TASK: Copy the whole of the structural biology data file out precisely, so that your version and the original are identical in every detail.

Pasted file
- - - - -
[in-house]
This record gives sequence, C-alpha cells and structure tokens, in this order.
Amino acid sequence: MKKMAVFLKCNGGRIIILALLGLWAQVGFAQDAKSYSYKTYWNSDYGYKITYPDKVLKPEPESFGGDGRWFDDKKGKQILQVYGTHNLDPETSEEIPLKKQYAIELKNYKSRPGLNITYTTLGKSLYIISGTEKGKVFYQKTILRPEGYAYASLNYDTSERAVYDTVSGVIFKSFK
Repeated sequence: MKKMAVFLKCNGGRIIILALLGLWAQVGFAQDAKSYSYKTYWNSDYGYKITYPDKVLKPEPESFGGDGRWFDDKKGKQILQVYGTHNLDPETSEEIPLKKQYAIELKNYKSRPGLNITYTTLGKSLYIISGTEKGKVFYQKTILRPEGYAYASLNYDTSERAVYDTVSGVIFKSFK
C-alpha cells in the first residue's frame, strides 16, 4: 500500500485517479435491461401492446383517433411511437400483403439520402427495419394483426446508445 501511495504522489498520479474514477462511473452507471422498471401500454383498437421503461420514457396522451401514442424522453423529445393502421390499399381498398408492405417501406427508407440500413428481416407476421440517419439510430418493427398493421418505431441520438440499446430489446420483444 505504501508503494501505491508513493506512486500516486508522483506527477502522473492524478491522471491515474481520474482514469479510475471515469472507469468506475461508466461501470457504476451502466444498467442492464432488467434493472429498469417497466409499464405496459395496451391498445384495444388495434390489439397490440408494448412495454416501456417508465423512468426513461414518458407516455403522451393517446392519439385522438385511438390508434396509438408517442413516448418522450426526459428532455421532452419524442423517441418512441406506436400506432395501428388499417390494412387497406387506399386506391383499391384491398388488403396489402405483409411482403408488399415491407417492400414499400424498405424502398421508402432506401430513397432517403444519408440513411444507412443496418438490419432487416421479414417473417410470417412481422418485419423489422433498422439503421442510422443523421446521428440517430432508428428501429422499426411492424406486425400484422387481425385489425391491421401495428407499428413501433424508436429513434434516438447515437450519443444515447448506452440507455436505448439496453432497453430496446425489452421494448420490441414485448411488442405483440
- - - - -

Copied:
[in-house]
This record gives sequence, C-alpha cells and structure tokens, in this order.
Amino acid sequence: MKKMAVFLKCNGGRIIILALLGLWAQVGFAQDAKSYSYKTYWNSDYGYKITYPDKVLKPEPESFGGDGRWFDDKKGKQILQVYGTHNLDPETSEEIPLKKQYAIELKNYKSRPGLNITYTTLGKSLYIISGTEKGKVFYQKTILRPEGYAYASLNYDTSERAVYDTVSGVIFKSFK
Repeated sequence: MKKMAVFLKCNGGRIIILALLGLWAQVGFAQDAKSYSYKTYWNSDYGYKITYPDKVLKPEPESFGGDGRWFDDKKGKQILQVYGTHNLDPETSEEIPLKKQYAIELKNYKSRPGLNITYTTLGKSLYIISGTEKGKVFYQKTILRPEGYAYASLNYDTSERAVYDTVSGVIFKSFK
C-alpha cells in the first residue's frame, strides 16, 4: 500500500485517479435491461401492446383517433411511437400483403439520402427495419394483426446508445 501511495504522489498520479474514477462511473452507471422498471401500454383498437421503461420514457396522451401514442424522453423529445393502421390499399381498398408492405417501406427508407440500413428481416407476421440517419439510430418493427398493421418505431441520438440499446430489446420483444 505504501508503494501505491508513493506512486500516486508522483506527477502522473492524478491522471491515474481520474482514469479510475471515469472507469468506475461508466461501470457504476451502466444498467442492464432488467434493472429498469417497466409499464405496459395496451391498445384495444388495434390489439397490440408494448412495454416501456417508465423512468426513461414518458407516455403522451393517446392519439385522438385511438390508434396509438408517442413516448418522450426526459428532455421532452419524442423517441418512441406506436400506432395501428388499417390494412387497406387506399386506391383499391384491398388488403396489402405483409411482403408488399415491407417492400414499400424498405424502398421508402432506401430513397432517403444519408440513411444507412443496418438490419432487416421479414417473417410470417412481422418485419423489422433498422439503421442510422443523421446521428440517430432508428428501429422499426411492424406486425400484422387481425385489425391491421401495428407499428413501433424508436429513434434516438447515437450519443444515447448506452440507455436505448439496453432497453430496446425489452421494448420490441414485448411488442405483440